Colleges review continuing medical education

BMJ 1995; 311 doi: (Published 08 July 1995) Cite this as: BMJ 1995;311:80

All doctors in career grades in Britain are being recommended to comply with a new programme of continuing medical education (CME) launched by the Royal Colleges of Physicians of the United Kingdom. The programme, which started this week, specifies that all consultant physicians, associate specialists, and staff grade doctors should undertake a minimum of 50 hours of approved continuing medical education activities each year.

These activities will have to be logged in a specially designed personal diary. At the end of the year doctors will each have to fill in a summary document of their activities and submit it for approval to the appropriate royal college.


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Although the new scheme is voluntary, the colleges have made it clear that they regard participation as a professional obligation. “We will do random spot checks on the diaries and keep a whitelist of doctors who comply with the requirements,” said Professor Sir Lesley Turnberg, president of the Royal College of Physicians of London. “There will be consequences for those who fail to get on it without good reason. In our view, consultants who do not participate in the wide range of opportunities that there are for CME are not likely to be suitable to train junior doctors. If we have clear evidence that they are not following our recommendations on CME they will have their facilities to train juniors removed.”

The colleges' scheme, which is in line with similar schemes that have been set up or are in the process of being developed by the other royal colleges, acknowledges that continuing medical education comes in many shapes and forms. Thus the requirements stipulate that the 50 hours should include a mixture of “internal” and “external” activities. Internal activities are primarily local activities such as attendance at hospital grand rounds and audit meetings. Examples of external activities include college or society based clinical meetings, workshops, and symposiums specifically held for continuing medical education.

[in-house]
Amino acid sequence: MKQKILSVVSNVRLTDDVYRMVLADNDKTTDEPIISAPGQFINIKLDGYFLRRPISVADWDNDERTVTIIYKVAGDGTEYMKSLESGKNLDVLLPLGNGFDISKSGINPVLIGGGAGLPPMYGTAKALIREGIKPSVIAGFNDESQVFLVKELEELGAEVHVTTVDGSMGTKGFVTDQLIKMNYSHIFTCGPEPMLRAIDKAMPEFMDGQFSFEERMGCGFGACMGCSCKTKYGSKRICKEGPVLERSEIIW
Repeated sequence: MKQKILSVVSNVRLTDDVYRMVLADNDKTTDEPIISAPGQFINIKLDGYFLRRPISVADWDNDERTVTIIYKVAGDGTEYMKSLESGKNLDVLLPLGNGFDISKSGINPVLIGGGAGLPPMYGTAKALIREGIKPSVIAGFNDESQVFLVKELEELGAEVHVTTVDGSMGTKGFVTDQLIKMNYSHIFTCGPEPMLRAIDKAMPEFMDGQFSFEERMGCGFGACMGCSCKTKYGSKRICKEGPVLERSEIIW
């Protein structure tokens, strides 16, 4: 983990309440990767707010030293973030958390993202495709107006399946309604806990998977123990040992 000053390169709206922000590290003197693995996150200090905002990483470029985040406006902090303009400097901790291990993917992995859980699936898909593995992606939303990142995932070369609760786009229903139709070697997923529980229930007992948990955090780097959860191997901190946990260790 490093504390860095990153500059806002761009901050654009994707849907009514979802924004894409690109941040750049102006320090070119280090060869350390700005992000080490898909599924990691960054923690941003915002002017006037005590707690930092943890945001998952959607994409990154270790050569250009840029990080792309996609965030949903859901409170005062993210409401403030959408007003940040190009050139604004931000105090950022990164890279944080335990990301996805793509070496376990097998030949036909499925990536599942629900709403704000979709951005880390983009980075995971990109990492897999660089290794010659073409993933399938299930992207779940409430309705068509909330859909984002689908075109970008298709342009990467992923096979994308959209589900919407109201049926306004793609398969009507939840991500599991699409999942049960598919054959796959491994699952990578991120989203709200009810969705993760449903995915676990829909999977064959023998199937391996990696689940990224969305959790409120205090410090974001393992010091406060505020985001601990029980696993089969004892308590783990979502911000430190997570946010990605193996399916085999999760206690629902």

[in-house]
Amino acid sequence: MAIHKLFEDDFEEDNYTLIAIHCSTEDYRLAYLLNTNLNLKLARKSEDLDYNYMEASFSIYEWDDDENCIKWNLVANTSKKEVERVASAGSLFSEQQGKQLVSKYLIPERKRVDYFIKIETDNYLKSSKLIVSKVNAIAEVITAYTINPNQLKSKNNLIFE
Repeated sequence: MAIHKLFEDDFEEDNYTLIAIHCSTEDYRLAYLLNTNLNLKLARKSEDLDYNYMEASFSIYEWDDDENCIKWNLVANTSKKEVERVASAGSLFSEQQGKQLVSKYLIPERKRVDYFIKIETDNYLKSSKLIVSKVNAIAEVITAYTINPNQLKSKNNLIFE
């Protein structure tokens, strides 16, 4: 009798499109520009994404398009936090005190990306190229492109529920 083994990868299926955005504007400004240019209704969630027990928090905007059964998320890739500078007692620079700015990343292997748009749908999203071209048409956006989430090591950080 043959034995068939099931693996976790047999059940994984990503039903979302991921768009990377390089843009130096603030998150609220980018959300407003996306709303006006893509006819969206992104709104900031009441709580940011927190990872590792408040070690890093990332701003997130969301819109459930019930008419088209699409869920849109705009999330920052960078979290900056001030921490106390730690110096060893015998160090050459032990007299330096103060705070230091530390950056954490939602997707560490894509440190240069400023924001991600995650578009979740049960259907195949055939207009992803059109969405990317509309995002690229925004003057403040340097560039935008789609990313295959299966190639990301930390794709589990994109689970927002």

Self directed learning activities, such as exchange visits between peers, research, independent study, and small study group work, are increasingly seen as effective ways to learn. Such activities can be approved for credits for continuing medical education under the new scheme, provided that they are agreed beforehand with the regional royal college adviser.

Sir Lesley Turnberg said: “The advantage of putting CME on this formal basis is that it sends a clear signal both to doctors and to hospital managers that this is a necessary activity. I think most managers are supportive of CME in principle but they are very concerned about the cost. It's not so much the cost of going to meetings but of providing continuous cover for patients' care.--TESSA RICHARDS, BMJ

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